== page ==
Printed Advertisements

Advertising in the UK is controlled by a patchwork of complementary and, sometimes, overlapping rules; some are voluntary codes, others are statutory regulations. Central to this patchwork is the British Code of Advertising Practice which comes under the aegis of the Advertising Standards Authority. The Code covers all printed advertisements whether, for example, in newspapers, magazines, on hoardings, posted through your door, or in leaflets in shops.

It lays down general rules which advertisements must follow in order to meet the central tenet that they be legal, decent, honest and truthful.

It includes a section applying to financial advertisements which deals with a number of more specific points.

The Code is voluntarily adopted by the advertising industry, but it's generally effective, because sanctions, such as adverse publicity or denying future advertising space, can be brought to bear on any offender.

The main drawback of the British Code of Advertising Practice is that it's couched in fairly general terms which don't always go far enough. Two areas which have traditionally caused difficulties are investments and loans. These are now covered by statutory controls - under the Financial Services Act 1986 and the Consumer Credit Act 1974, respectively. (Regulations under both these Acts go beyond printed advertisements and cover most other forms of advertising as well.) Where other industries have encountered problems they have adopted their own codes to supplement the provisions of the British Code of Advertising Practice - for example, this has happened with banks and building societies, particularly in relation to advertising their interest rates on savings accounts.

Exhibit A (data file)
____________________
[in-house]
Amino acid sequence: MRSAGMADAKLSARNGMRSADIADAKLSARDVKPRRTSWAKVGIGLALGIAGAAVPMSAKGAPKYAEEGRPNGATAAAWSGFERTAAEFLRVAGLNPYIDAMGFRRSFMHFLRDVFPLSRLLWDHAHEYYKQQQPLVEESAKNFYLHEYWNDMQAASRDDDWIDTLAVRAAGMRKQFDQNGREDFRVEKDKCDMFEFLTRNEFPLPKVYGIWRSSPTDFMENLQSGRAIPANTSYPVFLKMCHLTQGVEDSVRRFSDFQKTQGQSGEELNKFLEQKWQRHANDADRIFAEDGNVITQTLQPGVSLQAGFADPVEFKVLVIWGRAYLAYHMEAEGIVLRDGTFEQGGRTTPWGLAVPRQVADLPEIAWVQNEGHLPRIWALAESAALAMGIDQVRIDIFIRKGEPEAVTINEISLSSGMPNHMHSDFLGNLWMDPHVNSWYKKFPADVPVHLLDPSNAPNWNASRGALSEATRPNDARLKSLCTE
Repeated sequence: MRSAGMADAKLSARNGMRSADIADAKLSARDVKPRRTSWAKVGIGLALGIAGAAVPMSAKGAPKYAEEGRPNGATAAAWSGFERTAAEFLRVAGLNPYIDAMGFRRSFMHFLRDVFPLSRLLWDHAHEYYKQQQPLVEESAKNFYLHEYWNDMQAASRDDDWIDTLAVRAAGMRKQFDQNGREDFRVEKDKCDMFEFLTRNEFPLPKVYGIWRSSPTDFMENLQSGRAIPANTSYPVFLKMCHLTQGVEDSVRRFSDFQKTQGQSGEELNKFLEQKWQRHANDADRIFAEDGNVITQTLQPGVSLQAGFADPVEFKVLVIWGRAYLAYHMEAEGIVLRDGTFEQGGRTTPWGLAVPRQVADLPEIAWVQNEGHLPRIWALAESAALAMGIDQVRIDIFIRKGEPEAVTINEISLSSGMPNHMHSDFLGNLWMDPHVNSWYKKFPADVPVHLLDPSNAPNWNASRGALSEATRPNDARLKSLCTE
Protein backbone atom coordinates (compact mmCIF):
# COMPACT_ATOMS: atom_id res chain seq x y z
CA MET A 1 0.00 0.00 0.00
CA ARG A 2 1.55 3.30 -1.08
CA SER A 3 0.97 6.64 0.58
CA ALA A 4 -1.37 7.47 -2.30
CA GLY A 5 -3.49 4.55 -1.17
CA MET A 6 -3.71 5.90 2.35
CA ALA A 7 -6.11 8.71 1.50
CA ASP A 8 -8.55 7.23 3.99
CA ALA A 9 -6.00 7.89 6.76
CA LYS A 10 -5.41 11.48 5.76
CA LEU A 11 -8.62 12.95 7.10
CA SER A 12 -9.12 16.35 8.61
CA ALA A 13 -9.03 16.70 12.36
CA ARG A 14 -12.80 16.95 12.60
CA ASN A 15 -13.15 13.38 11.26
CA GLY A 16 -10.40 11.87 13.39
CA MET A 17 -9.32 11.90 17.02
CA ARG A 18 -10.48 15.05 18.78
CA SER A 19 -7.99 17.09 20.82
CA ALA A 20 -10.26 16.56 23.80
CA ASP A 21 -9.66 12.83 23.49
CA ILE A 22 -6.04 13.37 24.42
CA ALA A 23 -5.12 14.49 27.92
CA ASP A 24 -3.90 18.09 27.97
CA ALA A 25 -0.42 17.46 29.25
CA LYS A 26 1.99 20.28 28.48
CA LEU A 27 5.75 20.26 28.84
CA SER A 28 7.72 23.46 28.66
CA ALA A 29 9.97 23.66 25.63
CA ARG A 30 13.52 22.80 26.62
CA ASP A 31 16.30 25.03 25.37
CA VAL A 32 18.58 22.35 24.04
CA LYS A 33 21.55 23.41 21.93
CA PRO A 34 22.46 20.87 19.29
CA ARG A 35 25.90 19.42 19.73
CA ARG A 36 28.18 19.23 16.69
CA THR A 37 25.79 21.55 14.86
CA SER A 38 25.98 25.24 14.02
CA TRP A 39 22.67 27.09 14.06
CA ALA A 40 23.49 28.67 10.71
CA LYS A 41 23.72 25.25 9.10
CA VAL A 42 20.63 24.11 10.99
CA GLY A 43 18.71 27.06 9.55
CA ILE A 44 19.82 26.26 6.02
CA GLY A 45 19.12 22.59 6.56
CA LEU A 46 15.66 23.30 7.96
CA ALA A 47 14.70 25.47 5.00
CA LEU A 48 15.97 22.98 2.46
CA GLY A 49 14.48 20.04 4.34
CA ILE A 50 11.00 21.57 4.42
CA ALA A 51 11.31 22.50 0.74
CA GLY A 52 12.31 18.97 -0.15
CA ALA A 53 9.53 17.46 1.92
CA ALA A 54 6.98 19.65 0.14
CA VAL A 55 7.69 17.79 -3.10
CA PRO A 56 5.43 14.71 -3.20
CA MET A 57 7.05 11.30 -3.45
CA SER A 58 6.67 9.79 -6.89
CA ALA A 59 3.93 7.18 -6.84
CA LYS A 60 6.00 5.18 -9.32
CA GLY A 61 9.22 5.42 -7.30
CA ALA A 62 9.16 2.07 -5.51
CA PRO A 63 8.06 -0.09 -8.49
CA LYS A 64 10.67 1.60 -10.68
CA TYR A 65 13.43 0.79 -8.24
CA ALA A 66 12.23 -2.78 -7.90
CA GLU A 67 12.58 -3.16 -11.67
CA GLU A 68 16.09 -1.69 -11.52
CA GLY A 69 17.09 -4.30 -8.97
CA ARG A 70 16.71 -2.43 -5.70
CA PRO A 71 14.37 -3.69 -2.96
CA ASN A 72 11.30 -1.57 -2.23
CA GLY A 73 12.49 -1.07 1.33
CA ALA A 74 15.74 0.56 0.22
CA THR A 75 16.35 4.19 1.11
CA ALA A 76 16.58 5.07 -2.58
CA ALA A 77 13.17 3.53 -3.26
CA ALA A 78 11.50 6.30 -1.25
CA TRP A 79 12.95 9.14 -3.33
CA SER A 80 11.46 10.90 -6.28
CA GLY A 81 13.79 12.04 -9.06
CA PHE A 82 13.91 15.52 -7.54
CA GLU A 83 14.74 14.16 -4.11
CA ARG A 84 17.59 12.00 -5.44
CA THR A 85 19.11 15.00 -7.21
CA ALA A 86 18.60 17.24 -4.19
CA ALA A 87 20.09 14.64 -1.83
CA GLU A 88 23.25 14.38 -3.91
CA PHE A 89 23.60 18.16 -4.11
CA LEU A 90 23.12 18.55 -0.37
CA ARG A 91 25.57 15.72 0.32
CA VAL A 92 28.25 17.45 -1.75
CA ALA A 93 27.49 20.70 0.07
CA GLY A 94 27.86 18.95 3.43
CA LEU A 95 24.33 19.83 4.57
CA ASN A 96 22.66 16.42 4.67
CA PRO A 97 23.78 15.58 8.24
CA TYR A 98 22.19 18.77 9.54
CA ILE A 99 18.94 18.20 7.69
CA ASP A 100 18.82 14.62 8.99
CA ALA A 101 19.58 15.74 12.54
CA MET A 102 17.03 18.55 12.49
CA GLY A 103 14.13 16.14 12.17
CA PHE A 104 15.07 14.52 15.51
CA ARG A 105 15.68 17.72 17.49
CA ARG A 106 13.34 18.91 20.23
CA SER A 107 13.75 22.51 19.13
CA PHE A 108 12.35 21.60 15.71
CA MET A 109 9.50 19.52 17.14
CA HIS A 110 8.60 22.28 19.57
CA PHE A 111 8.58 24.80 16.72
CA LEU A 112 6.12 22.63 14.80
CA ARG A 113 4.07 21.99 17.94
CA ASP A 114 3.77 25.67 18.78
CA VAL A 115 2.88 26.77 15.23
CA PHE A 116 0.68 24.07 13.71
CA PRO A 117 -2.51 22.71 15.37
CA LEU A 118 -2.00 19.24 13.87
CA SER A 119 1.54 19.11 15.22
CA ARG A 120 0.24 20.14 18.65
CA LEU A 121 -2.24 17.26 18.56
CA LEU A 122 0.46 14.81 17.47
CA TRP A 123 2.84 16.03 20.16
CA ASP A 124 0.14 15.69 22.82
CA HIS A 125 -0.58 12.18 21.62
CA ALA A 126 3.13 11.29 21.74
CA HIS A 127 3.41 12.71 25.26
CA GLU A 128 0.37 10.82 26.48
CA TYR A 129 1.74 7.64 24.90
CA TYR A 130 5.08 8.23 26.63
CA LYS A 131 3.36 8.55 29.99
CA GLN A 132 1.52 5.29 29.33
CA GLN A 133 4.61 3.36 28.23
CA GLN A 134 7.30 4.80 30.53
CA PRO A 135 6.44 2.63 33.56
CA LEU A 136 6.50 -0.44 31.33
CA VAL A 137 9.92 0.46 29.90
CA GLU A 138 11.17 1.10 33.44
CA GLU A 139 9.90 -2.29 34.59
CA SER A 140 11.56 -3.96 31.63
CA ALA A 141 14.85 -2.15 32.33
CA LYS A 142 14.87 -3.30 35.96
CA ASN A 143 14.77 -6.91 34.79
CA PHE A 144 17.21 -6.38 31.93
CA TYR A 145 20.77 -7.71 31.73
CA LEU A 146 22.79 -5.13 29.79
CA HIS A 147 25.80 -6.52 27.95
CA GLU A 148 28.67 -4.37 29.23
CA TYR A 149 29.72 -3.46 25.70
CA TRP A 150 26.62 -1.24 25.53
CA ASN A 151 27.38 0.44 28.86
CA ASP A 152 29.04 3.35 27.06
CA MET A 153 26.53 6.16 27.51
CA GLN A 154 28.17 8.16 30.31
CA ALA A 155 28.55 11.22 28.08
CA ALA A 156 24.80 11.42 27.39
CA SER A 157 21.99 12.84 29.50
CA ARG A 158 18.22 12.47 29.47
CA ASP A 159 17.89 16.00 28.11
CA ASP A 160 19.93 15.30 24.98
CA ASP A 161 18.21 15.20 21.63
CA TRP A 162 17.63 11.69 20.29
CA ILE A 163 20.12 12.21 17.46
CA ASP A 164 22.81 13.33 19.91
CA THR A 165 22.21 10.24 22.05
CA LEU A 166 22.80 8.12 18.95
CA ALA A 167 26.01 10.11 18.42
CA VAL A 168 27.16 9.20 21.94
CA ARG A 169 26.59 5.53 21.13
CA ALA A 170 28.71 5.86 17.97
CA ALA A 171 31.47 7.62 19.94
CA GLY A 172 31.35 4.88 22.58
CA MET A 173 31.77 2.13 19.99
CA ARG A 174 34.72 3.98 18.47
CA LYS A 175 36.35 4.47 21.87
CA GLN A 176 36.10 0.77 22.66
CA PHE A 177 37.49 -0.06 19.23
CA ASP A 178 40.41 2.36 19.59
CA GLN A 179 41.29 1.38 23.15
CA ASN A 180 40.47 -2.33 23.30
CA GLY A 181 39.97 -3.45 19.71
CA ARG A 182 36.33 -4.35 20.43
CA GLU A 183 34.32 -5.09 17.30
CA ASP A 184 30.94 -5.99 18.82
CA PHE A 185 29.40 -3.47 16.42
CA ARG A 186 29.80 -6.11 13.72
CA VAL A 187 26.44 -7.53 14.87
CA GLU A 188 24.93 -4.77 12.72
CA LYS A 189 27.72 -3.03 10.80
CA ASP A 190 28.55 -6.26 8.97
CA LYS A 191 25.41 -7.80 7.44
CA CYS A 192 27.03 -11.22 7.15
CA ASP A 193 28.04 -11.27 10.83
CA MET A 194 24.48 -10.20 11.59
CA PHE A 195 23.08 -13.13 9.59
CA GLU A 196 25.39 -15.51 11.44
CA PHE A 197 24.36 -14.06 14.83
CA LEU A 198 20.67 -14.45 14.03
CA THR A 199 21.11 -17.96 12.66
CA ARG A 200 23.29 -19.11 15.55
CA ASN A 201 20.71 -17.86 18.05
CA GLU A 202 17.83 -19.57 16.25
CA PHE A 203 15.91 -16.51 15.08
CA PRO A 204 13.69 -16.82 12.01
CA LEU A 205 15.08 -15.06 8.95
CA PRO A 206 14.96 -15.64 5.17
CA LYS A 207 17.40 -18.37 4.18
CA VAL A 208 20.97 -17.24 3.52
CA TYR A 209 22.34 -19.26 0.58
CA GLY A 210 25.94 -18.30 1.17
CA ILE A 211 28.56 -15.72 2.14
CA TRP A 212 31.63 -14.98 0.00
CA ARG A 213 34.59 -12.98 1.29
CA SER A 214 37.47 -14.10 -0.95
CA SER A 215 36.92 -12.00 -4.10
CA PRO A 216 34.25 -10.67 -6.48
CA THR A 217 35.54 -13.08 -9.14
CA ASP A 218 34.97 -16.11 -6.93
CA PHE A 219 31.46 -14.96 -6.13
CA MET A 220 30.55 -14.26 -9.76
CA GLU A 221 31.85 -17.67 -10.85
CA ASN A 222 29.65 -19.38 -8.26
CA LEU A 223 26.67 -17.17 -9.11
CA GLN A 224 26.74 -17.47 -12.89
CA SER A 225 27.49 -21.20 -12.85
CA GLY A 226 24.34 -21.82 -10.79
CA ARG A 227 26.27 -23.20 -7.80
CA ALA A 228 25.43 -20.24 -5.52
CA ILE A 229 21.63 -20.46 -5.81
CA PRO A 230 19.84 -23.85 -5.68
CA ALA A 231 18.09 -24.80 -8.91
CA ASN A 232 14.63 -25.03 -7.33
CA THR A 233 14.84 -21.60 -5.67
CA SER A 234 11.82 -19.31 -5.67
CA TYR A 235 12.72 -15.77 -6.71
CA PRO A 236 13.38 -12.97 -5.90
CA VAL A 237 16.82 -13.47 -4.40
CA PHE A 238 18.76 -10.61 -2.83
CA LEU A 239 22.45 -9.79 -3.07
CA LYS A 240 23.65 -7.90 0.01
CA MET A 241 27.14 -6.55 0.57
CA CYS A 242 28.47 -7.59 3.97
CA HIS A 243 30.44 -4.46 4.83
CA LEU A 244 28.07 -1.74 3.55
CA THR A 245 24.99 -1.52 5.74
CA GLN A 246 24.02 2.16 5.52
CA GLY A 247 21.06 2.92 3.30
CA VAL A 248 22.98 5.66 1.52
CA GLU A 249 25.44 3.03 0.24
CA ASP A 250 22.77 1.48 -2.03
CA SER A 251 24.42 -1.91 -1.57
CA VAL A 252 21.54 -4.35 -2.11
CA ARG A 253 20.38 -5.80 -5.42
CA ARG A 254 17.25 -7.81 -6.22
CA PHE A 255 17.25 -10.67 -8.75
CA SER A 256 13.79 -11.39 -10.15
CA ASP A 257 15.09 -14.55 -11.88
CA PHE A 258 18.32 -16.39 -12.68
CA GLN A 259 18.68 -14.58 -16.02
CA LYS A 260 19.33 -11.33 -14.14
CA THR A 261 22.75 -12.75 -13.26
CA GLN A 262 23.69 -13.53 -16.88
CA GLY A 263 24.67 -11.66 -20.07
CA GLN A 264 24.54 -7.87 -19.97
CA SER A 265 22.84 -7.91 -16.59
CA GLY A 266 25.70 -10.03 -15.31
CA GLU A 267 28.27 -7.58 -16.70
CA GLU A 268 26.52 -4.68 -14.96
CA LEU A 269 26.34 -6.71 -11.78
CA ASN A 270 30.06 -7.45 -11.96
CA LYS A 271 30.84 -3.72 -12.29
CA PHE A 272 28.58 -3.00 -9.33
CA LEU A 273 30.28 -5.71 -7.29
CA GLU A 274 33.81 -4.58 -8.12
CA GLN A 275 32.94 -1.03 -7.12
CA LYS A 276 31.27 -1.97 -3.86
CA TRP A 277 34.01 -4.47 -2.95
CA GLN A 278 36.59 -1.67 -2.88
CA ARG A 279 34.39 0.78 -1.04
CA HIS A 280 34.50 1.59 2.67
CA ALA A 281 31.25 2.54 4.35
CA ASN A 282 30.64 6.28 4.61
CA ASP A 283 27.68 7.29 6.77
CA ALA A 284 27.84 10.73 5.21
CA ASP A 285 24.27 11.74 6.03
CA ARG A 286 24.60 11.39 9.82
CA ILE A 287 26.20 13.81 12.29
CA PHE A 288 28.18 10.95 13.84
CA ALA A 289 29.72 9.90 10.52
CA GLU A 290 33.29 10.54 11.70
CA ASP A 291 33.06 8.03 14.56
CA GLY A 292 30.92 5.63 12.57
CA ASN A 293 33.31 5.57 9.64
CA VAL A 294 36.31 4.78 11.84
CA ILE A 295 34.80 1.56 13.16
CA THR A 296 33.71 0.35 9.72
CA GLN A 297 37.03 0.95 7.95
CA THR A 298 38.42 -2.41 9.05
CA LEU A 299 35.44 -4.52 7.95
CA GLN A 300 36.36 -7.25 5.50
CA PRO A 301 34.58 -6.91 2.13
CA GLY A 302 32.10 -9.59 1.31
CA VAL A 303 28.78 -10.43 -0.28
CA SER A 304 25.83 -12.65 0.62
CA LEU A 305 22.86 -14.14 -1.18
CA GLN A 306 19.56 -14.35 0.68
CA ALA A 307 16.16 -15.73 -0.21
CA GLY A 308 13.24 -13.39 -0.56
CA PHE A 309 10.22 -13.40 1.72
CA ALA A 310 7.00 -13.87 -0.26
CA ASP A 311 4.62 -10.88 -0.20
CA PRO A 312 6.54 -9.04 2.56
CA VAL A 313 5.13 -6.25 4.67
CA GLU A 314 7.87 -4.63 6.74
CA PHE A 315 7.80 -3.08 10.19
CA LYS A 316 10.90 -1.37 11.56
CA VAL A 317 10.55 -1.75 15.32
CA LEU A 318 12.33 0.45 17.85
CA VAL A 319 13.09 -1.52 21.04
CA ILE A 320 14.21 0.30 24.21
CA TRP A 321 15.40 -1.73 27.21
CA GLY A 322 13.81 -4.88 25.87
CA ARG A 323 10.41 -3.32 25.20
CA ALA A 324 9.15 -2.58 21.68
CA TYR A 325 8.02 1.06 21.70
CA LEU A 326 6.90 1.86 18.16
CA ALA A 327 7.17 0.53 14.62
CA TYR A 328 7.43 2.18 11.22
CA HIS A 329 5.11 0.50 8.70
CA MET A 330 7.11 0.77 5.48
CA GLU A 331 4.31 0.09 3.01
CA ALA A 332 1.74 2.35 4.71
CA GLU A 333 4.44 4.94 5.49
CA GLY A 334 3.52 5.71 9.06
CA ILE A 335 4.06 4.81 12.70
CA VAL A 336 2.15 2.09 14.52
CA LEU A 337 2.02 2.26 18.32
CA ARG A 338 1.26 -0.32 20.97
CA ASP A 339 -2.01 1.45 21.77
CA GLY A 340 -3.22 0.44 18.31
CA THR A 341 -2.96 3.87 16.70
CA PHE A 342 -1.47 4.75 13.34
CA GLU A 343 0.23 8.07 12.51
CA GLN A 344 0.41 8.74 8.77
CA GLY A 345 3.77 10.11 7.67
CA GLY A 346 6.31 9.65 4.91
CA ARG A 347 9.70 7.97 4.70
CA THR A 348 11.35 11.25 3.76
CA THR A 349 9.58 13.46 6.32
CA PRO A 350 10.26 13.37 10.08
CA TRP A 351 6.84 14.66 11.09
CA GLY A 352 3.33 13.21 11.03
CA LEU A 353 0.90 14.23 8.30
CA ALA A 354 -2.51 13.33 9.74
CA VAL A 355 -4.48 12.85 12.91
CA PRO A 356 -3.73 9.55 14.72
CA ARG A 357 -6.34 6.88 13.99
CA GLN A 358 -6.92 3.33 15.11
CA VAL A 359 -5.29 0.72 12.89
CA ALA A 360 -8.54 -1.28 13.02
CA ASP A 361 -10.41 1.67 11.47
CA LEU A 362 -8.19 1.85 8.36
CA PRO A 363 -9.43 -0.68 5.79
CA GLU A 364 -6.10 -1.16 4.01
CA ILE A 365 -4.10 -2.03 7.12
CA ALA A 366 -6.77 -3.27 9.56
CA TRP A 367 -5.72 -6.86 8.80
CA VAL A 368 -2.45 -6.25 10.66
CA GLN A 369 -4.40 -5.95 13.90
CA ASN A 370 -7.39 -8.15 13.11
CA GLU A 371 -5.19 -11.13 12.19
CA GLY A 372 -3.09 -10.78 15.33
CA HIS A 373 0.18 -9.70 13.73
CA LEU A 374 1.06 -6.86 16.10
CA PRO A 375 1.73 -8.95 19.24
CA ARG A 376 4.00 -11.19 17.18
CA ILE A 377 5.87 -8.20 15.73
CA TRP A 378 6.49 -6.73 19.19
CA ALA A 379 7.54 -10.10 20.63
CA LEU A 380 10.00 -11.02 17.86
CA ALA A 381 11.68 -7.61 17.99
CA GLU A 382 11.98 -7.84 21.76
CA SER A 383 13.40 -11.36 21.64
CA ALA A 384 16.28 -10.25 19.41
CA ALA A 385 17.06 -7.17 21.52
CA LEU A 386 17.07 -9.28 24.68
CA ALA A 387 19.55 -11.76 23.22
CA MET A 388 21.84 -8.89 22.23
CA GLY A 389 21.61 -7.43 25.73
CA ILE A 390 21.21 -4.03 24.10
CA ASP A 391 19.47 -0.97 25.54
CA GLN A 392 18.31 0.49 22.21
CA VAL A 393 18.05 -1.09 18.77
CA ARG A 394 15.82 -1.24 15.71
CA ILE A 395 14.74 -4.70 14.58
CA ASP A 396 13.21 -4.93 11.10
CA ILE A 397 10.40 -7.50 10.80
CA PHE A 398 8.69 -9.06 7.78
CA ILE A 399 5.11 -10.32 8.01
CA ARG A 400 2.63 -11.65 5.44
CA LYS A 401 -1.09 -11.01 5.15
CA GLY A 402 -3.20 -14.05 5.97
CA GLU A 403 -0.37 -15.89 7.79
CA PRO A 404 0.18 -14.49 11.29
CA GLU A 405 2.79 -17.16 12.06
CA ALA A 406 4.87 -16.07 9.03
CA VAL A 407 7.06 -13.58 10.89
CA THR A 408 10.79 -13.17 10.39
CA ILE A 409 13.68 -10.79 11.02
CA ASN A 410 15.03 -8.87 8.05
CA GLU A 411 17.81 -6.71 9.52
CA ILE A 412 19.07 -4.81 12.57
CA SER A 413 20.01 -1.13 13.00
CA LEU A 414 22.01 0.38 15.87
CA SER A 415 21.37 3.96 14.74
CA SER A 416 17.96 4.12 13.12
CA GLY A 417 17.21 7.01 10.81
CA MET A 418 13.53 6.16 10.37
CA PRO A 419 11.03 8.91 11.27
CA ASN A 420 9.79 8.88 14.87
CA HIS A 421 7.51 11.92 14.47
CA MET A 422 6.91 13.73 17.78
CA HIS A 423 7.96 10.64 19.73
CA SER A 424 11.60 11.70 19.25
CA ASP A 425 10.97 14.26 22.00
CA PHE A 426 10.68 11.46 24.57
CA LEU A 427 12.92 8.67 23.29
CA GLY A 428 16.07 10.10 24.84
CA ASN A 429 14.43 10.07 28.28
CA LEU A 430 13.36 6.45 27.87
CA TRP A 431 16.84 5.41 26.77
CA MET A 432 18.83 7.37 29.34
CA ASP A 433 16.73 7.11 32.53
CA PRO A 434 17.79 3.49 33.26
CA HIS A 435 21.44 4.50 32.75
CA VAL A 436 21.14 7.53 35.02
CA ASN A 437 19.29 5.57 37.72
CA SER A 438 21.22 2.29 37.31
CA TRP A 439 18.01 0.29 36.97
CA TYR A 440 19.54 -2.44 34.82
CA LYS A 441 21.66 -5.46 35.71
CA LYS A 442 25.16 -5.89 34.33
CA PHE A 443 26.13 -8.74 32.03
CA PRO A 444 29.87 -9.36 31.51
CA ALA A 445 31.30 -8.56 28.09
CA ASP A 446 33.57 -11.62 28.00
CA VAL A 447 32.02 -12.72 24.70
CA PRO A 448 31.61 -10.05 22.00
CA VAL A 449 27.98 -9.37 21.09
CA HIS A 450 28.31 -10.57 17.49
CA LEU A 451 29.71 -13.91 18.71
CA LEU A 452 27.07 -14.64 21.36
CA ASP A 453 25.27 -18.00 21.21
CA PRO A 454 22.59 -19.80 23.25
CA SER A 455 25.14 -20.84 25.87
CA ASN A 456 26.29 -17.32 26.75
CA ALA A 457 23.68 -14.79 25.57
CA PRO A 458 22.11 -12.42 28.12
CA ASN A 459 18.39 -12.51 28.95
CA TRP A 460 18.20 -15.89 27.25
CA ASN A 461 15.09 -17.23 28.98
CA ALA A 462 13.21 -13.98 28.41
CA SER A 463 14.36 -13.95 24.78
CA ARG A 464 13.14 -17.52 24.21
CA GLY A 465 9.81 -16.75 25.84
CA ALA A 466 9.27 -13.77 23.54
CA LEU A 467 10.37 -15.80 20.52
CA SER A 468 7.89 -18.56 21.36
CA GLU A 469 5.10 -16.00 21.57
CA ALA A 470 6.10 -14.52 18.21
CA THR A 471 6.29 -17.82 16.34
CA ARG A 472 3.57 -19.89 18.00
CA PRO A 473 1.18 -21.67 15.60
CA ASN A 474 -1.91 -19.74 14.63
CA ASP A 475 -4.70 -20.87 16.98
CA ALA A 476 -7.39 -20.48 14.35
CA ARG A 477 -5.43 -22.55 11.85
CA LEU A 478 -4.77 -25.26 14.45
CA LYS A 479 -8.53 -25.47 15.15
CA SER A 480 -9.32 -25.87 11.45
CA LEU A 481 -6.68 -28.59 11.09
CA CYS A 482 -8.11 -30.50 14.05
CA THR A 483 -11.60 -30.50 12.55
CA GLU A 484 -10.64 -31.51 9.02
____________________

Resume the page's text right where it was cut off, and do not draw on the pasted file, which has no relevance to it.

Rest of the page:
The general rules applying to all financial advertisements are:

- advertisements must be balanced, accurate and not likely to be misunderstood by those at whom they are targeted, including anyone who can't be expected to have any special understanding of the subject matter

- anything stated to be fact must be based on evidence available at the time of making, or publishing, the statement

- all promises and statements must be accurate and not misleading.

WARNING There can be widely differing views about what is misleading. For example, an advertisement for a type of deposit savings account claimed ... your capital is completely safe - the cash you put in is the cash you get back.' While it was true that the amount of ££s invested couldn't decrease, the buying power could be seriously eroded by inflation. Just five per cent a year inflation over a ten-year period would reduce the buying power of each £4,000 to a little over £610, and the real value of income earned by the deposit would similarly fall. However, the British Code of Advertising

Practice doesn't outlaw the expression 'completely safe' in this context, and legislation which would outlaw it doesn't apply to this form of savings.


Investments And Basic Rate Taxpayers

Selling Styles

There was a time when a fool and his money were soon parted; now it happens to everybody. Adlai Stevenson

A very obvious change in the financial scene of recent times has been the way in which its various products and services are marketed to the general public. No longer do you have to go along to your local bank or building society with your best suit on to ask for a loan, nor are you short of advice when seeking a suitable home for your savings. Today the financial world comes a-wooing whether you're an existing customer or not. Everything from loans to life insurance and unit trusts is... see: Selling Styles


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